Google Study Claims Massive M-Shopping Impact

Those who are skeptical about the breadth and depth of mobile migration often dismiss claims about the power of smartphones and the showroom effect at retail. They claim to see only scattered and occasional instances of people using their smartphones as shopping tools in the aisles.

Well, those skeptics will really dislike Google’s latest research release. This morning the search engine issues a massive study of smartphone users and their mobile shopping habits. The study says that 62% of smartphone owners use their device to help them with shopping at least once a month or more, and 17% are hardcore, using mobile for shopping at least once a week. And among those who do use their smartphones to help with shopping, 84% are doing so in the store.

The phenomenon cuts across virtually all product categories and retail situations, and shows that on average these in-store mobile-assisted shoppers are using their device 15 minutes or more per visit. Nevertheless, retailers should not fear the showroom, because the shoppers who are the most frequent users of smartphones say they actually are buying more goods per shopping trip then are standard smartphone shoppers. In fact, in the health and beauty category, the median basket size is 50% larger for the hardcore mobile shopper, and 40% larger in the appliances category.

Not surprisingly, the smartphone may also be changing the relationship between the shopper and in-store service. For instance, in the appliances category, 55% of smartphone shoppers say they have used their device in-store rather than consult a salesperson -- and even in the baby care and household care categories, 40% and 39%, respectively, say they have used devices to circumvent the help.

Principal in-store mobile use does shift according to category. While price comparisons were important to only 36% of grocery shoppers and 44% of apparel shoppers, finding the best price was important to 74% who were shopping in the appliances category, 70% in electronics, and even 62% in baby care.

Indeed, there is an important diversity in use cases and functionality according to category. For instance, in the electronics segment, 70% of mobile shoppers are checking price, 51% are just browsing products, 45% are looking for product reviews, 45% are looking for hours, 42% are looking up product information, 42% are finding locations and directions, 40% are hunting for promotional offers, 35% are finding where products are sold, and 32% are checking store availability of products.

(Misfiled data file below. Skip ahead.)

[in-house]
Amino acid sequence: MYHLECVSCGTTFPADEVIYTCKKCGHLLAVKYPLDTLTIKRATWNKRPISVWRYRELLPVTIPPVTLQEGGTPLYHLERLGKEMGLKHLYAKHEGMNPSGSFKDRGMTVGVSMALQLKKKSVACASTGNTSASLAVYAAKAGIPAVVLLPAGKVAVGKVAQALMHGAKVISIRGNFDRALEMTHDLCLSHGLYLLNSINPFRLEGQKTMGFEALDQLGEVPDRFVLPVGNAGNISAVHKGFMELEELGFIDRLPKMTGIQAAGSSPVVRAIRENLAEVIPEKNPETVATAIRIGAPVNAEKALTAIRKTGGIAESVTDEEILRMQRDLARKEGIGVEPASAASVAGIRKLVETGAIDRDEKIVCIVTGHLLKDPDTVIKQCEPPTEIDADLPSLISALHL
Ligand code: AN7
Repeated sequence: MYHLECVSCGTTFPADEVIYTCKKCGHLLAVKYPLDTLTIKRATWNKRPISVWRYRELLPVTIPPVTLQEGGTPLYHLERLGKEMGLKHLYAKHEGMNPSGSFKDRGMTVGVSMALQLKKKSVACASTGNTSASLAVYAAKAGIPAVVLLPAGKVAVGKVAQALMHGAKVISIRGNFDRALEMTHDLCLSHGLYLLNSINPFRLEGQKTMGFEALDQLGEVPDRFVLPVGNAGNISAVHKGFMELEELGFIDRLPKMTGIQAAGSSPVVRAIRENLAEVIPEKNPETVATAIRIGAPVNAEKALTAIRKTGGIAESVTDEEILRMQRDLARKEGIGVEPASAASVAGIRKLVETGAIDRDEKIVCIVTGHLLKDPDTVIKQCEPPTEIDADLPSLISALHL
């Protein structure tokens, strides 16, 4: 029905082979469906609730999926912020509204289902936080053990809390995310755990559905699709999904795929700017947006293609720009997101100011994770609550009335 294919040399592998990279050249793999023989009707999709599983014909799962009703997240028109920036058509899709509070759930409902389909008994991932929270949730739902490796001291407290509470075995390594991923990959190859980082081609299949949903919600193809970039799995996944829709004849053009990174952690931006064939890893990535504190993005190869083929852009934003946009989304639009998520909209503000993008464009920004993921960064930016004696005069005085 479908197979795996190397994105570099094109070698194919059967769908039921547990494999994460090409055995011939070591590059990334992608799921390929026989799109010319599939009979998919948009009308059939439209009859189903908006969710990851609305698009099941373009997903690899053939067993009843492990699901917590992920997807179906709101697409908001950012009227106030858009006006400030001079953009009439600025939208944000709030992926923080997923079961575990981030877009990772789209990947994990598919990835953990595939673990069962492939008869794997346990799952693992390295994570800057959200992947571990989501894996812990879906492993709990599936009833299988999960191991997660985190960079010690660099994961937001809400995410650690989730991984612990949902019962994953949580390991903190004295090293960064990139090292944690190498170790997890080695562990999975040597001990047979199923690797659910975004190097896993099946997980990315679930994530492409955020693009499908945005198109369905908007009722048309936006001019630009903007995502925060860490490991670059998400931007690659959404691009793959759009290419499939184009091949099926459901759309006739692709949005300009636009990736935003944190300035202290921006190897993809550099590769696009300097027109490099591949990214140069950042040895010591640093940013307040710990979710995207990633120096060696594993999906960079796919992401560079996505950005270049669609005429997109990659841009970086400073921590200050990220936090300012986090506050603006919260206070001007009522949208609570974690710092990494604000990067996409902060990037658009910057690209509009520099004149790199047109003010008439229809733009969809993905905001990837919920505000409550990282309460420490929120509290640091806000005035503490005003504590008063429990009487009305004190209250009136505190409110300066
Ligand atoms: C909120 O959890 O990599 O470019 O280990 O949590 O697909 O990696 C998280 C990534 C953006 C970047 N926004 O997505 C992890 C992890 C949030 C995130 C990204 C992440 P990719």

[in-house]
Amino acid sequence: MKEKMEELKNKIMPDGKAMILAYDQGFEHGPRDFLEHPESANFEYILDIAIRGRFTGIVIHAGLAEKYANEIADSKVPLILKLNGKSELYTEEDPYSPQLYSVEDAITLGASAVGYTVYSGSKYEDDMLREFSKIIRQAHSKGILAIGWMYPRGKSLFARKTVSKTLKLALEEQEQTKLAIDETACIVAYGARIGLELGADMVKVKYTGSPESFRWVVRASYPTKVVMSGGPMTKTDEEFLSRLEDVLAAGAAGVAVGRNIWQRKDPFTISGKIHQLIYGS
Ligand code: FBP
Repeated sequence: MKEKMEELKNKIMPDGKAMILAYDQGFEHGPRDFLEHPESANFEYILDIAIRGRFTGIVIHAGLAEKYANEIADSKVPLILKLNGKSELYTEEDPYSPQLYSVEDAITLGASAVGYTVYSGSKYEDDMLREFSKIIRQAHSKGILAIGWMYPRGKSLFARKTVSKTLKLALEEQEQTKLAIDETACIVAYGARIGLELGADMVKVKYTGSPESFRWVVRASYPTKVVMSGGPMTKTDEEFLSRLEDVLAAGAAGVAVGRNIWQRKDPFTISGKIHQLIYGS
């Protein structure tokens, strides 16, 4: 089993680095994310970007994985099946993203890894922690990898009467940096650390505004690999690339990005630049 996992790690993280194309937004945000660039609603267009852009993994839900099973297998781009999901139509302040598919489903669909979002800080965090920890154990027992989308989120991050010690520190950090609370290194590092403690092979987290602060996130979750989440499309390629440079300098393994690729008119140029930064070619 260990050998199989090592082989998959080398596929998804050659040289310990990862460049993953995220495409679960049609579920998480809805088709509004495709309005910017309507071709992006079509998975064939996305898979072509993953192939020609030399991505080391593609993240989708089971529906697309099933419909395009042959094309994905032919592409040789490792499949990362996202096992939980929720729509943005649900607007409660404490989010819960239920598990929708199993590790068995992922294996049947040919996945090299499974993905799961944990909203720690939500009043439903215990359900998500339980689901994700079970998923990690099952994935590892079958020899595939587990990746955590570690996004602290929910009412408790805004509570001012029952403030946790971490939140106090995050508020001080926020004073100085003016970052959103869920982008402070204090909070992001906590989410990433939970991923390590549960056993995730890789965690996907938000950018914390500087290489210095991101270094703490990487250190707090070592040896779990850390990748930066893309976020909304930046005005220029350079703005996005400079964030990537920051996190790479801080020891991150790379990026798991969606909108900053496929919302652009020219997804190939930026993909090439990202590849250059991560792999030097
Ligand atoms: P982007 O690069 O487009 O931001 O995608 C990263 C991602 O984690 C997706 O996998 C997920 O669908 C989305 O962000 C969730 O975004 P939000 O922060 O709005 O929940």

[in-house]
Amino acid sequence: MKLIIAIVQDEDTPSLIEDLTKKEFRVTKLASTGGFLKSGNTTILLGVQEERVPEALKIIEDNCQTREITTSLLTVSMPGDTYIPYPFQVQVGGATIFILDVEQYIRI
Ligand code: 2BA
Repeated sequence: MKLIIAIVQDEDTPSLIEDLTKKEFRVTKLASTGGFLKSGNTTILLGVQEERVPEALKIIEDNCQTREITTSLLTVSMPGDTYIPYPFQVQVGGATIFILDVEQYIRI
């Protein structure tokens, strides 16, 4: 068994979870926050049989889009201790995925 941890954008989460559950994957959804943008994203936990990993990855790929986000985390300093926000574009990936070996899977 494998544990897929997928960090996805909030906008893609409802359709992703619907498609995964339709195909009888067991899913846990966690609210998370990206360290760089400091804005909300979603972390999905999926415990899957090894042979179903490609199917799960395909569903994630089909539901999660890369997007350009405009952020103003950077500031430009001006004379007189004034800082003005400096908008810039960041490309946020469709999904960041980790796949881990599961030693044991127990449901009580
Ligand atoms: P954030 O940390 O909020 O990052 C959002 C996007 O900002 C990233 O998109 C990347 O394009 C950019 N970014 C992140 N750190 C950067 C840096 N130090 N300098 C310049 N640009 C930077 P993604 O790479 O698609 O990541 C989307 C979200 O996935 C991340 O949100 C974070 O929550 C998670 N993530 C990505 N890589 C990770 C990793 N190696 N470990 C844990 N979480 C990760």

Compare this to the use of mobile phones in shopping for household care products -- where 58% are looking for price comparisons, 41% for location or directions, 36% are simply browsing on their phones, 34% are looking for promotional offers, and 32% are looking for product information. Clearly, shoppers who are hunting for various segments are in fact also using mobile differently and in different modes that require sometimes vastly different feature sets.

Google is happy to emphasize that 82% of people who are researching products in-store say they are starting with a search engine over other sources, such as store Web sites (62%), brand Web sites (50%), store apps (21%), and deal Web sites (20%). And by a 65% to 35% margin, mobile shoppers in-store say they prefer using mobile sites over apps.

The survey was conducted in the fourth quarter of 2012 among 1507 smartphone owners who use their devices for shopping. To be sure, it is not surprising that a Google-sponsored study tends to find and emphasize the importance of mobile search and mobile Web to the shopping experience. Actually, I am struck by the relatively high share of people who actually are using branded store apps, considering that this indicates some degree of brand awareness and loyalty to begin with. And most retailers of some mobile maturity understand that the audiences and use cases are somewhat different between the mobile Web, which is more about discovery, and branded apps, which will focus on the brand loyalists were drilling very deep in their research.

Nevertheless, there is an interesting divide suggested here between a mobile Web that Google is suggesting to be more of a reflex for shoppers and simply to have a greater power for discovery versus the more closed system represented by the mobile app. And it almost goes without saying that Google is not asking the question about which mobile operating system -- Android or iOS -- predominates.

And it is also important to emphasize that the overwhelming majority of those defined in this study as “mobile shoppers” have said simply that they have used the smartphone to help with shopping at least once a month. Only 17% are admitting to making a weekly habit of it. What percentage of people you think would say that they search at least once a week on the desktop browser about a product or store? As with any emerging media activity, it is the transition from fascination to ritual and habitual use that really makes the biggest difference.

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